Dad takes 7-week paternity leave after his second child is born and is stunned by the results

"These past seven weeks really opened up my eyes on how the household has actually ran, and 110% of that is because of my wife."

@ustheremingtons/TikTok

There's a lot to be gleaned from this.

Participating in paternity leave offers fathers so much more than an opportunity to bond with their new kids. It also allows them to help around the house and take on domestic responsibilities that many new mothers have to face alone…while also tending to a newborn.

All in all, it enables couples to handle the daunting new chapter as a team, making it less stressful on both parties. Or at least equally stressful on both parties. Democracy!

TikTok creator and dad Caleb Remington, from the popular account @ustheremingtons, confesses that for baby number one, he wasn’t able to take a “single day of paternity leave.”

This time around, for baby number two, Remington had the privilege of taking seven weeks off (to be clear—his employer offered four weeks, and he used an additional three weeks of PTO).

The time off changed Remington’s entire outlook on parenting, and his insights are something all parents could probably use.

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Pop Culture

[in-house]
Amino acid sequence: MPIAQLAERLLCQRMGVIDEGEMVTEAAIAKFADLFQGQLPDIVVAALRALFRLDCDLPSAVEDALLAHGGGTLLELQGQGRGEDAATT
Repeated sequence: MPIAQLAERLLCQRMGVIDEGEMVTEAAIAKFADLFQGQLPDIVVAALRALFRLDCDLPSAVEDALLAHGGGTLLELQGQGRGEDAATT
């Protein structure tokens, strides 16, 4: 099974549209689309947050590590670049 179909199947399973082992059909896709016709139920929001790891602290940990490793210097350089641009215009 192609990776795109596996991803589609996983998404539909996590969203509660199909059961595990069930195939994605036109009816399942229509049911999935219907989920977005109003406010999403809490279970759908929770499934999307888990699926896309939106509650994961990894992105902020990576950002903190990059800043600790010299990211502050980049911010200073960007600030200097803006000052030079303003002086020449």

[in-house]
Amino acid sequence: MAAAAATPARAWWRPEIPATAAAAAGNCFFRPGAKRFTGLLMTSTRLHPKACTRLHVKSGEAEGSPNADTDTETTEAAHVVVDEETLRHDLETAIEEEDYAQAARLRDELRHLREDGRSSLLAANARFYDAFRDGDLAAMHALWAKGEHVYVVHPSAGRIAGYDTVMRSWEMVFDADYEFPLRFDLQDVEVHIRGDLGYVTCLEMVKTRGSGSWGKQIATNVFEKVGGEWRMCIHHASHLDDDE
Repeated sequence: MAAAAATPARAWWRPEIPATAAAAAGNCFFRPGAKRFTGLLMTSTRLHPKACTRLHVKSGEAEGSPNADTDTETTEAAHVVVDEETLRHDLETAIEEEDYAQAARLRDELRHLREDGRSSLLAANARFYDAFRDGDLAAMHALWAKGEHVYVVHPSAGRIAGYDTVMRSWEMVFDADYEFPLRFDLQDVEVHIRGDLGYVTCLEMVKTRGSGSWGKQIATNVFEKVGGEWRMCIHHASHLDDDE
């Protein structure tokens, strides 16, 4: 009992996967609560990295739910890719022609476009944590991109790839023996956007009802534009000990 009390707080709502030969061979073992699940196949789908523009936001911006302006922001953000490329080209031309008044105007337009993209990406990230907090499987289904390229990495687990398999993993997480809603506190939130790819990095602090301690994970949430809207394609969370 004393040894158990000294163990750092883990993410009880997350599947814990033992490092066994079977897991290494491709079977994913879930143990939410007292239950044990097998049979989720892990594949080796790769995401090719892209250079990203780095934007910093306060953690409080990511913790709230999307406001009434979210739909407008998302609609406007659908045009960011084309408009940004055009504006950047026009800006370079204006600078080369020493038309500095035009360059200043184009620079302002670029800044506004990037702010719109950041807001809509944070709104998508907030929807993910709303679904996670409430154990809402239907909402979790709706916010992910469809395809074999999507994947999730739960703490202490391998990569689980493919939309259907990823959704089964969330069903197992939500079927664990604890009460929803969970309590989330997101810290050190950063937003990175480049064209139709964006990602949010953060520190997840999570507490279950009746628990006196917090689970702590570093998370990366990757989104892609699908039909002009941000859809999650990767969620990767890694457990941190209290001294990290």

Nazis demanded to know if ‘The Hobbit’ author was Jewish. He responded with a high-class burn.

J.R.R. Tolkien hated Nazi “race doctrine” and no problem telling his German publishing house about it.

In 1933, Adolf Hitler handed the power of Jewish cultural life in Nazi Germany to his chief propagandist, Joseph Goebbels. Goebbels established a team of of regulators that would oversee the works of Jewish artists in film, theater, music, fine arts, literature, broadcasting, and the press.

Goebbels' new regulations essentially eliminated Jewish people from participating in mainstream German cultural activities by requiring them to have a license to do so.

This attempt by the Nazis to purge Germany of any culture that wasn't Aryan in origin led to the questioning of artists from outside the country.

Nazi book burning via Wikimedia Commons

In 1938, English author J. R. R. Tolkien and his British publisher, Stanley Unwin, opened talks with Rütten & Loening, a Berlin-based publishing house, about a German translation of his recently-published hit novel, "The Hobbit."

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Christine Kesteloo has one big problem living on a cruise ship.

A lot of folks would love to trade lives with Christine Kesteloo. Her husband is the Chief Engineer on a cruise ship, so she gets to live on the boat pretty much for free as the “wife on board.” For Christine, life is a lot like living on a permanent vacation.